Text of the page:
• Aruba observed constant increases in COVID-19 cases, emanating mainly from unvaccinated persons. Consequently, the Government reverted to previous COVID-19 prevention protocols resulntig in a ban on social gatherings, mandatory mask wearing, and curfews being reinstated, while commerce was limited to a capacity of 50%. The screening process for the food project targeting vulnerable locals and refugees and migrants (R&Ms), taken over by the government of Aruba (GoA) from the Red Cross, became more stringent and recipients of food hampers raised concerns that they had insufficient items; while Fundacion Pa Nos Comunidad Aruba foodbank (FPNC) representative emphasized that the assistance was supplementary and emergency supplies only. The country embarked on a campaign to recognize the credentials of medical professionals within the R&M population and to work formally. Additionally, a parliamentary debate resulted in a request that the President provide the disaggregated number of undocumented persons in Aruba. Further, an R4V partner publicly stated that conditions were not adequate at the moment for facilitated returns to Venezuela, due to the conditions that those returning to Venezuela might face, and noted that the return flights organized by the GoA were not being supported by R4V partners, particularly due to the absence of proper screening to ascertain the status of those returning.
• Curaçao also reinstated pandemic restrictions as active COVID-19 cases increased. A curfew was restored on 13 August from 12.00 p.m. to 4:30 a.m. The food aid project funded by the Dutch government was ongoing, with the end-date of 15 September approaching, provoking uncertainties about its continuity as an agreement has not yet been reached with the GoC to handover responsibility after its end.
• The state of emergency and curfews in the Dominican Republic (DR) were relaxed and will be lifted in provinces with 70% of the population vaccinated. On 9 August, La Altagracia and the National District provinces became the first regions to be without a curfew since March 2020. Additionally, Venezuelan Normalization Plan applicants with visas have been returning to Venezuela to bring other family members. The Plan is on the second stage of visa issuance and a second registration will open in early September for Venezuelans who were unable to apply previously.
• Curfews remained as the Centre for Disease Control and Prevention (CDC) categorized Guyana as level 3 (high) for COVID-19, prompting the health minister to urge all persons in the country to be inoculated. Authorizes mandated all healthcare workers and public transport operators be vaccinated to prevent further exposure to the virus, announcing a two-week extension for their vaccination. Non-compliance will result in submission to regular PCR tests and the suspension of licenses for transport drivers. On 24 August, Guyana received its first shipment of Pfizer vaccines; a donation from the USA which will be administered to people between the ages of 12 and 17, including R&Ms within this age bracket in schools, with parents’ consent. Additionally, 92 of some 938 public schools across the country, were scheduled to reopen for full face-to-face learning, while the remaining 846 were slated to reopen on a rotational basis. Also, Venezuelan women and adolescent girlsreported to partners having limited financial resources to access menstrual hygiene products in the host country.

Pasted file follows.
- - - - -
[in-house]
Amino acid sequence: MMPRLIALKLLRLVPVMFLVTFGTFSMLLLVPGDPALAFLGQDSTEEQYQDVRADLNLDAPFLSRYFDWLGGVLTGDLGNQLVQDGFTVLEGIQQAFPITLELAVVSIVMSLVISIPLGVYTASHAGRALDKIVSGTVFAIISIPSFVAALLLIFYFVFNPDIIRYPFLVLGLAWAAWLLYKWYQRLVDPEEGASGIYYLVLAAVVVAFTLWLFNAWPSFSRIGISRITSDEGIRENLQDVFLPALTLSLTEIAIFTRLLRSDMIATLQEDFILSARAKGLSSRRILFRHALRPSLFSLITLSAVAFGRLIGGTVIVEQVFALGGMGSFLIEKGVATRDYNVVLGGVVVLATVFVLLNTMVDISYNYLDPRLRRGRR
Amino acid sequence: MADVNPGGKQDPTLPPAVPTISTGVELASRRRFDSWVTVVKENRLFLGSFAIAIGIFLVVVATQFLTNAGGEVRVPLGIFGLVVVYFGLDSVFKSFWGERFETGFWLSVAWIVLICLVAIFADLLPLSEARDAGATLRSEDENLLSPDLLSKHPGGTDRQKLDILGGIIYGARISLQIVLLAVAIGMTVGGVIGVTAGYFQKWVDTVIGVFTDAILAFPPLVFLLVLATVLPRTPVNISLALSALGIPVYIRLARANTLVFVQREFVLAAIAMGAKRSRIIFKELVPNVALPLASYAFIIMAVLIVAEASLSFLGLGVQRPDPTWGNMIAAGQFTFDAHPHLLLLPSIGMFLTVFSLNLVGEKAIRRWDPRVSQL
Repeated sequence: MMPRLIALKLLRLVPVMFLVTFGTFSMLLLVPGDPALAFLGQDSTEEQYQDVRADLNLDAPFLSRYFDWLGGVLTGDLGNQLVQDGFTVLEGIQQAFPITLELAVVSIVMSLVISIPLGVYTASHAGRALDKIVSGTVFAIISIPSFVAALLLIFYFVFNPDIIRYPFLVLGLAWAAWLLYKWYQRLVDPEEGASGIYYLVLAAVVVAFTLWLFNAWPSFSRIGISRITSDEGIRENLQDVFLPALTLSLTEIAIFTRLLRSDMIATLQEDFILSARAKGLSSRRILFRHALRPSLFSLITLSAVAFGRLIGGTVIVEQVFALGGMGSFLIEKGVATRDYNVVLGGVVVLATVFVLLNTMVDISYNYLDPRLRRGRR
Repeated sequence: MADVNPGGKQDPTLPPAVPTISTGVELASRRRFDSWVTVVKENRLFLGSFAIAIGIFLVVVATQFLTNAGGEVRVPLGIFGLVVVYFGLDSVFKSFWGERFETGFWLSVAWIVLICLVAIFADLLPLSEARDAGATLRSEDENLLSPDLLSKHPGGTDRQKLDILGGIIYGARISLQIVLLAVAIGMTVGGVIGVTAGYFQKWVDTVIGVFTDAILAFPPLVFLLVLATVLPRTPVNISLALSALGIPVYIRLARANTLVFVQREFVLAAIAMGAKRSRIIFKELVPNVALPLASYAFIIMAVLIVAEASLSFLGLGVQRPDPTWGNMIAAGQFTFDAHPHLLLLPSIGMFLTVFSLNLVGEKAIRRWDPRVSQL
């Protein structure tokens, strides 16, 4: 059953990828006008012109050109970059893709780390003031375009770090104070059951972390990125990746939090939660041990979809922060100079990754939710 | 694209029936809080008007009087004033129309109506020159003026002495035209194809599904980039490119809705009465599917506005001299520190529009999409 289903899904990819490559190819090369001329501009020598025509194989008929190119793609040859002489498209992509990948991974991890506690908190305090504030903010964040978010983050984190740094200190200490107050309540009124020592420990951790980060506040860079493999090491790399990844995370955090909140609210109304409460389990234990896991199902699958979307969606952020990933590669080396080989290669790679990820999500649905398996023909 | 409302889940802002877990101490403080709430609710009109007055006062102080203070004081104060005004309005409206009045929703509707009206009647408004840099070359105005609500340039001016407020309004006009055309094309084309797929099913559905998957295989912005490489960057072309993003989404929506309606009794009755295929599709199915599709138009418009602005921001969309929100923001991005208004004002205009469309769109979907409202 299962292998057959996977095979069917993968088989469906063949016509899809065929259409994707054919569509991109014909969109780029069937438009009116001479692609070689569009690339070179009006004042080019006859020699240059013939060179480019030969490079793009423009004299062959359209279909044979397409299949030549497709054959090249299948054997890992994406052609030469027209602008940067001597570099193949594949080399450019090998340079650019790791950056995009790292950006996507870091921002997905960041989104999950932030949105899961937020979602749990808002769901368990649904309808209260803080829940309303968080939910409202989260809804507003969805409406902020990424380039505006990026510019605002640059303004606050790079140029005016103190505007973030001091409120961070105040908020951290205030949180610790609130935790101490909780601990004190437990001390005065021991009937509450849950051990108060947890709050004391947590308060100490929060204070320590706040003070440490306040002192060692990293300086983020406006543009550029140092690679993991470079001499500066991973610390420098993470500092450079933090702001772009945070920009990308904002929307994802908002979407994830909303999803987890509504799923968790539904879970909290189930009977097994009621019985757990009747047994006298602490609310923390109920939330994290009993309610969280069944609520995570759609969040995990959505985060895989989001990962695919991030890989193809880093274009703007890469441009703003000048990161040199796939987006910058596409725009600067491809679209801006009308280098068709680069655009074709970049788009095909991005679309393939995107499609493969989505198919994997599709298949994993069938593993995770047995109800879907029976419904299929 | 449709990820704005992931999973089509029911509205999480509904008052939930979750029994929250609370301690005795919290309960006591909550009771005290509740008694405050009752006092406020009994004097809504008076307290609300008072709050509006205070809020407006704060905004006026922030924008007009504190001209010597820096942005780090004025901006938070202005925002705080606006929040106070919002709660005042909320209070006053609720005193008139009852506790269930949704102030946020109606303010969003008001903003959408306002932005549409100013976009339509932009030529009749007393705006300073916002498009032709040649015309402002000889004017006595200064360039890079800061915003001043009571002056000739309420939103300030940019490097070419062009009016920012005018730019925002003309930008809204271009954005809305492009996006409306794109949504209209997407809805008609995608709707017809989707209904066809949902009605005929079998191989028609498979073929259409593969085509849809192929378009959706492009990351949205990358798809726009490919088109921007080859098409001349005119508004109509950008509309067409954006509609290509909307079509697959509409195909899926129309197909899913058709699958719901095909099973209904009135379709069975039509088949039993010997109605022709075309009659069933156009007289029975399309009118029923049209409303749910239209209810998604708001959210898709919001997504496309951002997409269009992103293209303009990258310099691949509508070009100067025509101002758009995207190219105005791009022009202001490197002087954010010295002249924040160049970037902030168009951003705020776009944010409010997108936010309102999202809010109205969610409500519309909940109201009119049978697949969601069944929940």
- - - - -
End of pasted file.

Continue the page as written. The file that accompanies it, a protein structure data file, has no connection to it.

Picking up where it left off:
• Trinidad and Tobago (T&T) confirmed its first two cases of the COVID-19 Delta Variant on 11 August. The health minister encouraged the public to get vaccinated as uptake for the COVID-19 vaccine slowed considerably. T&T received 305,370 doses of the Pfizer vaccine donated by the USA, intended for people between the ages of 12 – 18. All R&Ms inside this age group became eligible for the vaccine with some receiving the first dose. The MoH also approved the Pfizer vaccine for use by pregnant women. A State of Emergency (SOE) with a daily 9pm to 5am curfew was extended for a further three months, with phased reopenings of the retail sector on 16 August. As preparations were underway, local media reported that 6,000 of the 17,000 small and medium enterprises would not re-open, bearing negative socio-economic implications for many Venezuelans and locals that were previously employed in this sector. Furthermore, the Immigration Division commenced six-month extensions on expired work and stay permits for Venezuelans with the new expiry date set for mid-November. The authorities will re-evaluate Venezuelans’ registrations at the end of 2021. 12 children were among 39 Venezuelans detained for irregular entry into T&T during the reporting period. Furthermore, the T&T Coast Guard intercepted a pirogue carrying several Venezuelan nationals, and reportedly piloted by a Trinidadian crew. The vessel and its occupants were escorted to the Coast Guard base to await processing.